Section 377 and the LGBTQ Rights in India

5 Jun 2021  Read 499 Views

In India, the concept of homosexuality has been successfully kept under cover for many years. Living in the 21st century, people in the LGBTQ community are still fighting for their basic rights of equality and acceptance. There is a major issue as the discrimination against the LGBTQ community is highly prevalent in the Indian society where people still consider “gay-sex” a taboo. Even though homosexuality and queer identities have been accepted by the present Indian youth, but within the boundaries of families and homes, acceptance remains a constant struggle for the people of the community. 

The Delhi High Court 2009 Judgement

This section was challenged for the first time in 2001, when the Naaz Foundation, an NGO, approached the Delhi High Court and filed a public interest litigation, seeking legalisation of homosexual activities between two consenting adults. However, in 2003, the Delhi High Court dismissed the petition stating that the petitioners were not in the capacity to appear in the court.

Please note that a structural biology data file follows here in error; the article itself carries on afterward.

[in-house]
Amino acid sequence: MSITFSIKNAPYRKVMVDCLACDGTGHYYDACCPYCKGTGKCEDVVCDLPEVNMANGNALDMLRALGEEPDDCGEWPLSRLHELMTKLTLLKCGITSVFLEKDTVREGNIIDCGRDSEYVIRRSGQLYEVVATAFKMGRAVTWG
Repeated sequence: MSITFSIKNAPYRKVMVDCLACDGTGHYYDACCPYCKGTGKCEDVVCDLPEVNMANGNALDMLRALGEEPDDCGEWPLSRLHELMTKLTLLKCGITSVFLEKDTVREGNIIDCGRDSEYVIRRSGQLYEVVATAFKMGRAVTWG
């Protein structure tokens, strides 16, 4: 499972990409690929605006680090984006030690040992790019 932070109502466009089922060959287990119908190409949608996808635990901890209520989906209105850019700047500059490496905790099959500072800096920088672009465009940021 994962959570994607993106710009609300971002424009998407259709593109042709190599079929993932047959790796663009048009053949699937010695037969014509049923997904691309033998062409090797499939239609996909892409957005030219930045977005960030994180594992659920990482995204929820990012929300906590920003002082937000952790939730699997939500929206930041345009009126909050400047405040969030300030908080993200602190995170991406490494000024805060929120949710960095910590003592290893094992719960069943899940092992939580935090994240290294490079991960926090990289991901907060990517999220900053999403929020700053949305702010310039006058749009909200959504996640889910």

The gay rights activists said that section 377 denied a person’s dignity and criminalised his core identity solely on the account of his sexual preference and thus it violates Article 21 of the constitution. After fighting an 8 years longs legal battle, in 2009, in a victory for the gay rights activist, the Delhi High court decriminalised sex between two consenting adults of the same gender.

The Bench in its 105-page judgement allowing the plea held that Section 377 denies a gay person of the right to full personhood which is implicit in notion under Article 21 of the Indian Constitution.

The 2013 Judgement

In the case of Suresh Kumar Koushal v. NAZ Foundation, the two-judge Supreme Court bench, headed by G.S. Singhvi and S.J. Mukhopadhyaya, overturned the Delhi High Court judgment of 2009 and reinstated Section 377. It was observed that Section 377 need not be struck down as only a small fraction of the country’s population constitute the LGBT community and in more than 148 years, since the implementation of this section, less than 200 people have been prosecuted.